AbstractObjectives & Background
The rate of survival to discharge from an out-of-hospital cardiac arrest (OOHCA) is ∼10%. In patients with OOHCA improved survival rates have been reported in patients who have a ST-elevation myocardial infarction (STEMI) who undergo percutaneous coronary intervention (PCI). The evidence for patients without STEMI is unclear.Objectives & Background
The aim of this paper was to review our current management of patients following an OOHCA with ventricular fibrillation (VF); to determine how sensitive and specific our current practice is at ruling in and out stentable lesions, and to determine whether staff have a consistent approach.Methods
Patients were identified retrospectively, over a 6-month period, through the ICNARC database using diagnostic codes. All notes were reviewed to determine if the patient had an angiogram performed, whether this was an emergency procedure and if a PCI was performed. Sensitivity and specificity was determined for our current practice at ruling in and out stentable lesions. Survival was determined at six months.Methods
Cardiologists and Emergency Physicians were shown the ECG of each patient, blinded to the patient identification. They were given a short clinical history and asked to decide if the patient should have undergone an immediate angiography.Results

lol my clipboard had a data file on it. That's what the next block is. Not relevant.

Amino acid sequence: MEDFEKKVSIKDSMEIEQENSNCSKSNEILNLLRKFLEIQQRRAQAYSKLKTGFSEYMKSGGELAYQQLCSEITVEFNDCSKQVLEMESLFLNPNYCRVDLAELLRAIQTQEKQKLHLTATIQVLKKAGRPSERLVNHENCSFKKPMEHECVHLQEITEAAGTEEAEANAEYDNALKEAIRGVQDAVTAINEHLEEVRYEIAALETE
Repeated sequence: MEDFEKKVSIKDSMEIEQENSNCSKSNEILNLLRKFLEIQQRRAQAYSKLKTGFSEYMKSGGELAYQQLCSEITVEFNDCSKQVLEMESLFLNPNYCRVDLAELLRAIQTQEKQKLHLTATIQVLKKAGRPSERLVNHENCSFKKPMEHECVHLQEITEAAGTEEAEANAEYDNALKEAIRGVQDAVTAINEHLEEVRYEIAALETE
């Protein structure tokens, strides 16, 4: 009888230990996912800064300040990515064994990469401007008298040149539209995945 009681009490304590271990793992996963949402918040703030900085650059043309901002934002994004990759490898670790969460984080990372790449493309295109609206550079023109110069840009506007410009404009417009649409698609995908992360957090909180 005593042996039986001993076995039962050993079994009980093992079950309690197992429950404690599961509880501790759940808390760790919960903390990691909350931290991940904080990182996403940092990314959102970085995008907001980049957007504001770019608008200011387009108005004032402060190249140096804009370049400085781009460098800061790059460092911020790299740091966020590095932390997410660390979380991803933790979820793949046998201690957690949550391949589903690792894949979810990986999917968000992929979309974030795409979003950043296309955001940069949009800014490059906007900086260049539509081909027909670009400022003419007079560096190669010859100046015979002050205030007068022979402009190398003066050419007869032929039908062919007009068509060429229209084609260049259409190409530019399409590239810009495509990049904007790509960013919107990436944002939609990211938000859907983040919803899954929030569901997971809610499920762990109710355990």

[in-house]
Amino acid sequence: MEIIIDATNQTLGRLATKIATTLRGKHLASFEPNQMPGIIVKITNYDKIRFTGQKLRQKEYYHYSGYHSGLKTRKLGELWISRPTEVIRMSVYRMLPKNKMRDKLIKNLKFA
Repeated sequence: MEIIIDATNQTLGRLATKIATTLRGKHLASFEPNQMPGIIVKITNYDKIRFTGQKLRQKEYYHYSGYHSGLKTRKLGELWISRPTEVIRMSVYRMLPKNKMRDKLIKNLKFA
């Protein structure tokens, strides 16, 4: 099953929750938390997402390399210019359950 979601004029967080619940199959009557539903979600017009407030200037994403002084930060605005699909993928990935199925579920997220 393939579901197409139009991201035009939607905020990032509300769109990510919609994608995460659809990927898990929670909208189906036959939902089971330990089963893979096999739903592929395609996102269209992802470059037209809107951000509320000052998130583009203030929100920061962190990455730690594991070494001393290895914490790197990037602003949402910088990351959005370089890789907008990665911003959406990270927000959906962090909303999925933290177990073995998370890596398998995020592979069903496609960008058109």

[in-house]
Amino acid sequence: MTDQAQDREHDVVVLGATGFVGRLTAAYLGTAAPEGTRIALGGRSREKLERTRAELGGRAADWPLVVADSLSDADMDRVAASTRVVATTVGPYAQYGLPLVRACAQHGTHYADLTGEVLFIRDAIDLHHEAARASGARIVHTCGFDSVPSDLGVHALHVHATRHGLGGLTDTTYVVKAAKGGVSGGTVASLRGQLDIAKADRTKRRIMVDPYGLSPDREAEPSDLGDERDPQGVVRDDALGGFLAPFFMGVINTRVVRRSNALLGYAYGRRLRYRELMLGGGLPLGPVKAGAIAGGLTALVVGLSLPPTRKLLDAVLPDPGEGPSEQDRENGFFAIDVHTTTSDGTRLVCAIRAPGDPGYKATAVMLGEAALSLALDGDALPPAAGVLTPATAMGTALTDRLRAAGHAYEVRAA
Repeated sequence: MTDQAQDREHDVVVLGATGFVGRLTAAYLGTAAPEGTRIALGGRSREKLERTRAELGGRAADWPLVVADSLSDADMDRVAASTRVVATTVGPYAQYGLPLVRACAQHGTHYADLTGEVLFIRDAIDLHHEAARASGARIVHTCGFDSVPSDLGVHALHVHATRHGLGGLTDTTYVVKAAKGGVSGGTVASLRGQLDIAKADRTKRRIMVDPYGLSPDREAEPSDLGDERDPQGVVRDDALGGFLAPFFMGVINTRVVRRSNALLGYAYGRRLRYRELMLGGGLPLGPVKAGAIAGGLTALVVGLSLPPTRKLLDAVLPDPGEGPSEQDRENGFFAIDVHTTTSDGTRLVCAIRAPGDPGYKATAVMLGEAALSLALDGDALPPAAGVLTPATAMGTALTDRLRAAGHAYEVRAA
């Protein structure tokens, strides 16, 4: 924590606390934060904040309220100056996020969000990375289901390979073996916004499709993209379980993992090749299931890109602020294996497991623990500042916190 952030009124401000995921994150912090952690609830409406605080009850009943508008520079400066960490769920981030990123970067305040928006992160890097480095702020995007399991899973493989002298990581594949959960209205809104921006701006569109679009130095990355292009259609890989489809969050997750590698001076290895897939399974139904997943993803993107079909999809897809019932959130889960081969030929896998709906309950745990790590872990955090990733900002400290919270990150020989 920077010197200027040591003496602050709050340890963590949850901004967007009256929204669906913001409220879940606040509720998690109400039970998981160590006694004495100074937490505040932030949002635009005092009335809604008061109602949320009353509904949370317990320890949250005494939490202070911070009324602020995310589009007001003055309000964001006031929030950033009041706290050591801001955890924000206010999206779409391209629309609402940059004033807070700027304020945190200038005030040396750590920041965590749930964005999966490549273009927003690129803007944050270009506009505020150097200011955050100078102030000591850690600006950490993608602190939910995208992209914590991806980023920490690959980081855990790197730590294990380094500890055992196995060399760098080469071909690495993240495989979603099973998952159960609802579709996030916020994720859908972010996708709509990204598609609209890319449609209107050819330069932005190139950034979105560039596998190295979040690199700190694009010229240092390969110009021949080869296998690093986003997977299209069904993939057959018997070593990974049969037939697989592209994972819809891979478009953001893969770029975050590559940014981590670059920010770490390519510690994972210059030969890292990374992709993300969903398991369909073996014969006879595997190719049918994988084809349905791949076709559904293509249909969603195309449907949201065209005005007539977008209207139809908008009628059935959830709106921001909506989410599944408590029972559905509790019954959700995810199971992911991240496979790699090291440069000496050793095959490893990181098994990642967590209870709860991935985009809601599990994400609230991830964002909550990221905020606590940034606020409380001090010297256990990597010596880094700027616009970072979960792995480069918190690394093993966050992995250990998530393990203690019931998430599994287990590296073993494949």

27 patients were included. 12 patients had an immediate angiogram of whom eight had a PCI. A further four patients had a delayed angiogram, of whom three had PCI performed. The sensitivity and specificity of our current practice for ruling in and out stentable lesions was 73% and 75% respectively. Emergency physicians and Cardiologists were 91% and 78% sensitive respectively, and 54% and 78% specific. There was a wide variation in practice within each group of specialists.Conclusion
Less than 50% of patients who had an OOHCA from VF underwent immediate coronary angiography. In those patients that did not undergo immediate coronary angiography, a delayed angiography was performed in 27%, of whom 75% had a PCI. Current practice resulted in a sensitivity and specificity that was too low to rule in or out stentable lesions.Conclusion
Emergency Physicians would arrange for more patients to have immediate angiography following cardiac arrest compared with Cardiologists. This would result in more patients with stentable lesions having PCI performed immediately, but would result in more cases of immediate angiography being performed in patients who do not have stentable lesions.